HOPE/SEIU poll of the Mayor’s race

Here’s another poll result, this time from Houston Justice for Janitors.

Annise Parker leads her closest opponent by a 2-to-1 advantage in an initial vote preference for mayor. Parker holds a solid lead in the election for Houston mayor (28% Parker – 14% Locke – 13% Brown – 5% Morales — <1% Huntley – 40% undecided), though the plurality of voters are still undecided. After hearing completely positive introductions of each candidate, Annise Parker maintains her significant double–digit lead over the rest of the field. In an informed vote preference where positive bios of each candidate were read, Parker is still in control of the race (33% Parker – 19% Locke – 18% Brown – 5% Morales – 12% Huntley – 13% undecided).

You may be wondering, as I was, why they bothered to include TJ Huntley in this poll, given that he dropped out of the race (and endorsed Morales) back in August. The answer comes from the poll summary:

The poll, conducted by national research firm Hamilton Campaigns, is based on a survey of 400 registered voters who are likely to vote in the November 2009 mayoral election in Houston. Voters were interviewed by telephone in the period July 17-20, 2009. The margin of error for a sample of this size is ±4.9 percentage points, at the 95% confidence level. The racial composition of the sample was 49% White, 33% Black, 15% Hispanic, 3% Other.

Which leads to the next question: Why is a poll from July just being released now? I can’t answer this question, but I do have to wonder how accurate the result is two months later, given the TV exposure Brown has had, among other things. This poll has far fewer undecideds than the more recent KHOU poll, which seems counterintuitive, though it could be a function of the likely voter screen each pollster used.

Beyond that, the main point I want to bring up is with the “informed voter” sample, in which Morales and Huntley were described as follows:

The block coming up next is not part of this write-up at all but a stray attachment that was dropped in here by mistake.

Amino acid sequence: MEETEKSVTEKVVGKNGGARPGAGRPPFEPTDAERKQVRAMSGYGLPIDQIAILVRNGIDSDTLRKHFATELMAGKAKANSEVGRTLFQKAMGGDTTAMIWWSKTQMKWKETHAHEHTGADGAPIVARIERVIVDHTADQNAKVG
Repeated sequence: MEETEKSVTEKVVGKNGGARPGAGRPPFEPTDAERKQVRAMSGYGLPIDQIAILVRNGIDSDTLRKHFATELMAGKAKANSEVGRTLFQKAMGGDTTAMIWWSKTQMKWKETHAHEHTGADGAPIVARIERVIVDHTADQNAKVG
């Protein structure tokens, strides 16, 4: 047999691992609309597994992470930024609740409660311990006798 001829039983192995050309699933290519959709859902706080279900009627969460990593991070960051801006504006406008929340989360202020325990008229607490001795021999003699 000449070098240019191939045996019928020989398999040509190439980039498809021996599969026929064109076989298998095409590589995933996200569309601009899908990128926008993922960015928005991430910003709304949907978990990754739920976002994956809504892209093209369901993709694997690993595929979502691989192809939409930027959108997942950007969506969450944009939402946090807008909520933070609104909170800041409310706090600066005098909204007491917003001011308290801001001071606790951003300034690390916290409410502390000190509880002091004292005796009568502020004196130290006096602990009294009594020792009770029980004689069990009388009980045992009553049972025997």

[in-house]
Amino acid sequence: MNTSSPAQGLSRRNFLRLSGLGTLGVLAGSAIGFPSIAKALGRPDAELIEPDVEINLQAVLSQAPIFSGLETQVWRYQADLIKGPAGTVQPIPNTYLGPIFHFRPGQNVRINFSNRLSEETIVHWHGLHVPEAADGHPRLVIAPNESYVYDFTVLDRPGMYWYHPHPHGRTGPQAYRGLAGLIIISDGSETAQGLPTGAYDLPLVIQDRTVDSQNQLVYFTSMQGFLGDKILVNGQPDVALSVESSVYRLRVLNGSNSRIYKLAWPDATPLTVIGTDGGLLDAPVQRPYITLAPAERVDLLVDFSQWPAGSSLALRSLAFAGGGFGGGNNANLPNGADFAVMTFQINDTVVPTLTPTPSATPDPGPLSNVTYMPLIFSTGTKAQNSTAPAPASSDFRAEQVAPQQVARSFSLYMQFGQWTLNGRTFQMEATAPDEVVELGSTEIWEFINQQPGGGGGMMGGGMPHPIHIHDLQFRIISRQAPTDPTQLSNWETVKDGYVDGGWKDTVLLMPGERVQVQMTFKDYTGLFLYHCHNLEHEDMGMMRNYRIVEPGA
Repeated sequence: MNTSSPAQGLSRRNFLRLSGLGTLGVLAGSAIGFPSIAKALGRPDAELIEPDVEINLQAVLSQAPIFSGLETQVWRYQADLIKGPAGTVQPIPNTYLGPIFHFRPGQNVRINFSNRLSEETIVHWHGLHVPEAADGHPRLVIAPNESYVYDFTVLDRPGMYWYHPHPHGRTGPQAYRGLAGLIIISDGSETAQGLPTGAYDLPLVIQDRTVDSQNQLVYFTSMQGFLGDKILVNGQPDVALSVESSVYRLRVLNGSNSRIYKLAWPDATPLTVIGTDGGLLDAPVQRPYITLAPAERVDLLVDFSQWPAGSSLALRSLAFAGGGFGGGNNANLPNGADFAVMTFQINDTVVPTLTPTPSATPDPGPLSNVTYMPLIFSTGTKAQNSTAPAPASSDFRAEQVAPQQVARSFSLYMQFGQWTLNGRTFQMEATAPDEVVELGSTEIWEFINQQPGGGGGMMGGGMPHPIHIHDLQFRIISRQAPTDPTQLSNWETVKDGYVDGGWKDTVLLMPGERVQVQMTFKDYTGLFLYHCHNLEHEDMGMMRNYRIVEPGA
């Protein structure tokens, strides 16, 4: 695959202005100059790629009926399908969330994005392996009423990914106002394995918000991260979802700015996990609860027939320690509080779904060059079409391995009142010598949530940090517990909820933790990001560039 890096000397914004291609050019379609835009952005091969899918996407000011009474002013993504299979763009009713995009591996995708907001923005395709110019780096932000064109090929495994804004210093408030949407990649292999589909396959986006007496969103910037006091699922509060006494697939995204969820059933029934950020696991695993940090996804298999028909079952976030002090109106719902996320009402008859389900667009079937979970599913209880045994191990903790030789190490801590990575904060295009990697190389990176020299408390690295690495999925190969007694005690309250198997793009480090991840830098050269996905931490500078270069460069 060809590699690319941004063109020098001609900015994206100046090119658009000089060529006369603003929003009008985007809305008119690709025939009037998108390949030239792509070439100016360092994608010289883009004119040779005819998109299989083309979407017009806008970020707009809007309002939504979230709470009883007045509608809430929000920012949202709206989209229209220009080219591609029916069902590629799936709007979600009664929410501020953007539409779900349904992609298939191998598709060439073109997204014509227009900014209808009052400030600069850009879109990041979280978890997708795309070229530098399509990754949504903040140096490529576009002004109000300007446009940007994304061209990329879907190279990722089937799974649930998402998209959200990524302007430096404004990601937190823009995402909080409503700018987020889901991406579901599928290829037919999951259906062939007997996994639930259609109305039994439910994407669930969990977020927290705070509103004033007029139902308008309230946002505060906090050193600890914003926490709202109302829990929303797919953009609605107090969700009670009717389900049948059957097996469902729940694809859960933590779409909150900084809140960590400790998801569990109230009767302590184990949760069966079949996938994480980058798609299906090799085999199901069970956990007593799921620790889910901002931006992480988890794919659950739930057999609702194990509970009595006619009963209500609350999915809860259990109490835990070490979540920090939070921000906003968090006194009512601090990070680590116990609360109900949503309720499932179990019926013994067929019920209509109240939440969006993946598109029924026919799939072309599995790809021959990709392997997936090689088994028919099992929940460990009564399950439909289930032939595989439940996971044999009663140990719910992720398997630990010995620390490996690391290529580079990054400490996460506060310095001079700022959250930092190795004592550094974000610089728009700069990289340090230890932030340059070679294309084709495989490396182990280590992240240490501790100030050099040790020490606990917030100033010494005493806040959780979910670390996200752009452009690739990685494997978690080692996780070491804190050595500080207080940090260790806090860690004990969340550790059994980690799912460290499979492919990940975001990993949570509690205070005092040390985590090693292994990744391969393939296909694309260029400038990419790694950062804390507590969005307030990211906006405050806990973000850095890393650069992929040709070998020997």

Roy Morales is a 51 year-old Hispanic and serves as Harris County School Trustee. Morales is passionate about our children receiving a proper education, staying in school, and staying off the streets. Morales understands that when our children grow up they are not only going to be competing for jobs with people here, but also with people in other countries like China and India. Morales is running for mayor to help move our children up the ladder of success — not with welfare or handouts — but with education and hard work.

T.J. Huntley is a 37 year-old Anglo successful businessman who is pro-life, believes marriage should be between a man and woman, and supports the right to bear arms under the 2nd Amendment.

Now which one of those descriptions screams “Republican!” to you, and which one doesn’t? It’s no wonder that Morales’ total remained the same in each, while Huntley went from a complete non-entity to 12% of the vote. That basically tracks the boost Morales got from the “informed voter” sample in the KHOU poll, which unlike this one specified party identification. About ten percent of the vote is undecided Republicans. If they figure out who Roy is, he’ll easily crack double figures, and could affect who makes it to the runoff. If not, who knows what those folks will do – stay home, undervote, spread their support around, some combination. Roy has no money, but the Harris County GOP could try to whip up some support for him. We’ll see if they bother, or if they can afford it.

Anyway. This is an interesting result, but I’m not sure I know all that much more about the race than I did before I saw it. Houston Politics has more.

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One Response to HOPE/SEIU poll of the Mayor’s race

  1. Benny says:

    I hope Huntley runs again. He had my vote. We need a young businessman in office with fresh ideas. The old ideas just aren’t working anymore.

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